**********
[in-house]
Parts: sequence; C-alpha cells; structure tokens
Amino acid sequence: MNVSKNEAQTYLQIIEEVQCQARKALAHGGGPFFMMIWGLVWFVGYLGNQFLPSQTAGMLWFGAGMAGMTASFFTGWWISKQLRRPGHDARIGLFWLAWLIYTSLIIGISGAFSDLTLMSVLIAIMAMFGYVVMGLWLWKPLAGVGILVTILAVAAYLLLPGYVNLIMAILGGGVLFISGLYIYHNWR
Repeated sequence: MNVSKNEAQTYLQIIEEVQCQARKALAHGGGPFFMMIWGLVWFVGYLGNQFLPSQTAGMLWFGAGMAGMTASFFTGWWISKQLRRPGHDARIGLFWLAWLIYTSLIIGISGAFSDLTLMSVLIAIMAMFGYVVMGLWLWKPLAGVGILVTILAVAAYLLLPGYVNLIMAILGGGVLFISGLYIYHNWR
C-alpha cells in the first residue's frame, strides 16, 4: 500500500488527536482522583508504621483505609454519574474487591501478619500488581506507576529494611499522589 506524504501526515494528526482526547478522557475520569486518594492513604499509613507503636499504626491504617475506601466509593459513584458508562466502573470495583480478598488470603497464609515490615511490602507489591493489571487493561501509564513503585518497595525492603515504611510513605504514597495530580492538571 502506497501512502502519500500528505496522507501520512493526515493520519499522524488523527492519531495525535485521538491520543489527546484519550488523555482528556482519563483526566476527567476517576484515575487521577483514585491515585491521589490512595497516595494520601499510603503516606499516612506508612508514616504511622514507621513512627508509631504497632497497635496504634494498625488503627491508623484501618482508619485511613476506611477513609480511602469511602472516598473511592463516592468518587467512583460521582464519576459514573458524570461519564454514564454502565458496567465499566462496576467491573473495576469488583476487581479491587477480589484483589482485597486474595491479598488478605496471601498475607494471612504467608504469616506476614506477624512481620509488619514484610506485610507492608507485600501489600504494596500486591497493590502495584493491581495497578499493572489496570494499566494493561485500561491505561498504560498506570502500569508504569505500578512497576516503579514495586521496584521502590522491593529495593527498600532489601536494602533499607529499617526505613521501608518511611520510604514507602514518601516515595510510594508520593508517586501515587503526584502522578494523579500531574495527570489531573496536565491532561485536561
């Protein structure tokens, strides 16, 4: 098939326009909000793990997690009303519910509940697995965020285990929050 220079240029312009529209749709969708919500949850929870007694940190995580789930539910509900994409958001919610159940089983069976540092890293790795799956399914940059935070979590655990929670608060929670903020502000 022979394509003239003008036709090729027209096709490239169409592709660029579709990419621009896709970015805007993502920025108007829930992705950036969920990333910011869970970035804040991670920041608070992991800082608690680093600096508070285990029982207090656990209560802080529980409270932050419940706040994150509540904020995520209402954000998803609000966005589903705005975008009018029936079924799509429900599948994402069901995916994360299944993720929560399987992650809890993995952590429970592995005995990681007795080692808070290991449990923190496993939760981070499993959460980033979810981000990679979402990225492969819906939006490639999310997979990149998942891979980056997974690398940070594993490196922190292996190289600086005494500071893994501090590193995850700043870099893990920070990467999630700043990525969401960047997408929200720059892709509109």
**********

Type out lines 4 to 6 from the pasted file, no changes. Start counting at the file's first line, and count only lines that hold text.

Repeated sequence: MNVSKNEAQTYLQIIEEVQCQARKALAHGGGPFFMMIWGLVWFVGYLGNQFLPSQTAGMLWFGAGMAGMTASFFTGWWISKQLRRPGHDARIGLFWLAWLIYTSLIIGISGAFSDLTLMSVLIAIMAMFGYVVMGLWLWKPLAGVGILVTILAVAAYLLLPGYVNLIMAILGGGVLFISGLYIYHNWR
C-alpha cells in the first residue's frame, strides 16, 4: 500500500488527536482522583508504621483505609454519574474487591501478619500488581506507576529494611499522589 506524504501526515494528526482526547478522557475520569486518594492513604499509613507503636499504626491504617475506601466509593459513584458508562466502573470495583480478598488470603497464609515490615511490602507489591493489571487493561501509564513503585518497595525492603515504611510513605504514597495530580492538571 502506497501512502502519500500528505496522507501520512493526515493520519499522524488523527492519531495525535485521538491520543489527546484519550488523555482528556482519563483526566476527567476517576484515575487521577483514585491515585491521589490512595497516595494520601499510603503516606499516612506508612508514616504511622514507621513512627508509631504497632497497635496504634494498625488503627491508623484501618482508619485511613476506611477513609480511602469511602472516598473511592463516592468518587467512583460521582464519576459514573458524570461519564454514564454502565458496567465499566462496576467491573473495576469488583476487581479491587477480589484483589482485597486474595491479598488478605496471601498475607494471612504467608504469616506476614506477624512481620509488619514484610506485610507492608507485600501489600504494596500486591497493590502495584493491581495497578499493572489496570494499566494493561485500561491505561498504560498506570502500569508504569505500578512497576516503579514495586521496584521502590522491593529495593527498600532489601536494602533499607529499617526505613521501608518511611520510604514507602514518601516515595510510594508520593508517586501515587503526584502522578494523579500531574495527570489531573496536565491532561485536561
């Protein structure tokens, strides 16, 4: 098939326009909000793990997690009303519910509940697995965020285990929050 220079240029312009529209749709969708919500949850929870007694940190995580789930539910509900994409958001919610159940089983069976540092890293790795799956399914940059935070979590655990929670608060929670903020502000 022979394509003239003008036709090729027209096709490239169409592709660029579709990419621009896709970015805007993502920025108007829930992705950036969920990333910011869970970035804040991670920041608070992991800082608690680093600096508070285990029982207090656990209560802080529980409270932050419940706040994150509540904020995520209402954000998803609000966005589903705005975008009018029936079924799509429900599948994402069901995916994360299944993720929560399987992650809890993995952590429970592995005995990681007795080692808070290991449990923190496993939760981070499993959460980033979810981000990679979402990225492969819906939006490639999310997979990149998942891979980056997974690398940070594993490196922190292996190289600086005494500071893994501090590193995850700043870099893990920070990467999630700043990525969401960047997408929200720059892709509109």